Genre: Fairy Tale, Fantasy
LGBTQ+ Category: Bi, Demi, Gay, Non-Binary
About The Book
A queer, Beauty-and-the-Beast-inspired novella
Heron thought ey wanted to be with handsome, charming Tiel—but the relationship hasn’t quite lived up to eir expectations. With Tiel’s confidence comes a tendency to be overbearing, and now he wants Heron to leave eir farm life behind and move to town with him. And Heron can’t figure out how to explain to him that ey doesn’t want that.
When an accident strands Heron’s mother at a castle rumored to belong to a family of mages, Heron rushes off to make sure she’s all right—only to find the castle occupied by a single man who isn’t a mage at all. Prone to hiding behind his long mess of hair, the mysterious Theomer possesses a long-neglected, semi-magical garden. A job tending it is Heron’s perfect opportunity for some time away from Tiel while ey decides what to tell him.
Heron did not plan to be drawn in by Theomer’s attentive gaze and understated sense of humor. But as an undeniable bond forms between them, ey’s soon going to have a much bigger choice to make…
Dirt-Stained Hands, Thorn-Pierced Skin by Tabitha O’Connell has definite roots in the Beauty and the Beast fable. But there are enough differences to make this retelling unique.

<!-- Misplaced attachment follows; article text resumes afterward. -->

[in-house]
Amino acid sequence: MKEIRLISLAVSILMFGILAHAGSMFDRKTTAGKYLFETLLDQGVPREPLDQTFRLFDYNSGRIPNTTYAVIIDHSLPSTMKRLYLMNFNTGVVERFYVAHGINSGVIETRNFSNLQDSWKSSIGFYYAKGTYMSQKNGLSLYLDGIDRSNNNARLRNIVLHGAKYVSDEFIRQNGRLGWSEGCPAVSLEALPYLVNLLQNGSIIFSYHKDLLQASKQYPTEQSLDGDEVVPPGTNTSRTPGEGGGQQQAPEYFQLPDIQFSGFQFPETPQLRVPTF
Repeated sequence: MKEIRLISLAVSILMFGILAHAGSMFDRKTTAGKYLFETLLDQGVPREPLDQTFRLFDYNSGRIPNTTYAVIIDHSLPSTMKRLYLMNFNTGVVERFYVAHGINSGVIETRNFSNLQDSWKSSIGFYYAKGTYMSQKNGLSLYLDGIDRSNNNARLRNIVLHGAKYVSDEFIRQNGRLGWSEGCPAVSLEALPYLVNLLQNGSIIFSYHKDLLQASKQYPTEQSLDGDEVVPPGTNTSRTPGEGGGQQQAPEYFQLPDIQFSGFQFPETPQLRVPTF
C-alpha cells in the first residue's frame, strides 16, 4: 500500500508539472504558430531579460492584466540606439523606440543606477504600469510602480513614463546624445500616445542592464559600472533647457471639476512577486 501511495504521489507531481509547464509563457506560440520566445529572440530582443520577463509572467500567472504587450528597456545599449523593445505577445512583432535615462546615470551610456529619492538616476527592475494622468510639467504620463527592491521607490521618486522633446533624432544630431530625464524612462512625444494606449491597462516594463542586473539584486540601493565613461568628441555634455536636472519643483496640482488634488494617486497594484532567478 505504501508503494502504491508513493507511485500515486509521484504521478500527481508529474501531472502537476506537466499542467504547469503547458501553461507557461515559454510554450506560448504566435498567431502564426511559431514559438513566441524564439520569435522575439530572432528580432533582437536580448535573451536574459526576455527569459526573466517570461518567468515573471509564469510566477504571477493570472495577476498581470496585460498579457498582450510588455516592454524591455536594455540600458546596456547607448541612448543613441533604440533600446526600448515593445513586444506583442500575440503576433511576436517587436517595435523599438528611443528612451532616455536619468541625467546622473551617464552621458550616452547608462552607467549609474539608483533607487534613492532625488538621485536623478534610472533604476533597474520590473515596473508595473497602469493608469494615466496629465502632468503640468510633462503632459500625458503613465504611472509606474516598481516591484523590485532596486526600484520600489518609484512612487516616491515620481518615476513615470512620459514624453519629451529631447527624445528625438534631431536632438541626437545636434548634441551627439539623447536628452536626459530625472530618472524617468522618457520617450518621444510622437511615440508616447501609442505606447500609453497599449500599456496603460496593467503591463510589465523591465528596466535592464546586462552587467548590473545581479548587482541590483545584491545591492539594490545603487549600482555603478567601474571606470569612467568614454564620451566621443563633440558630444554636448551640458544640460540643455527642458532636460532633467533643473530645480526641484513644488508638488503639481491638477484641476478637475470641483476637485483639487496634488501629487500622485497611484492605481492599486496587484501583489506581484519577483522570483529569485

The characters in this story are very engaging and well-developed. Heron has been floating along, not putting up much resistance when others expect em to do, or not do things, and never really developing much of a direction for eir life. Until ey find emself in an enchanted castle with Theomer.
Stuck in the castle, Theomer lurks and wallows, awkward and unsure, until he is drawn out by Heron. The author wrote these characters so that you can feel their uncertainty, as well as their boredom, fear, and even hope.
This is a charming re-imagination of the Beauty and the Beast trope, with gorgeously flawed characters and interesting story arc. The story has a nice flow, with good rhythm and beautiful descriptions and dialogue. For me, it was an excellent introduction to Tabitha O’Connell, whose work I’ll definitely look forward to in the future.
I’m an avid reader who loves pretty much all genres except math textbooks. As a kid, my parents exposed me to everything from fairies, hobbits, and dragons to the biographies of interesting people around the world, interspersed with poetry, plays, and music. Into adulthood, I spent a lot of years with my nose buried in various textbooks. Now, I read whatever grabs my fancy.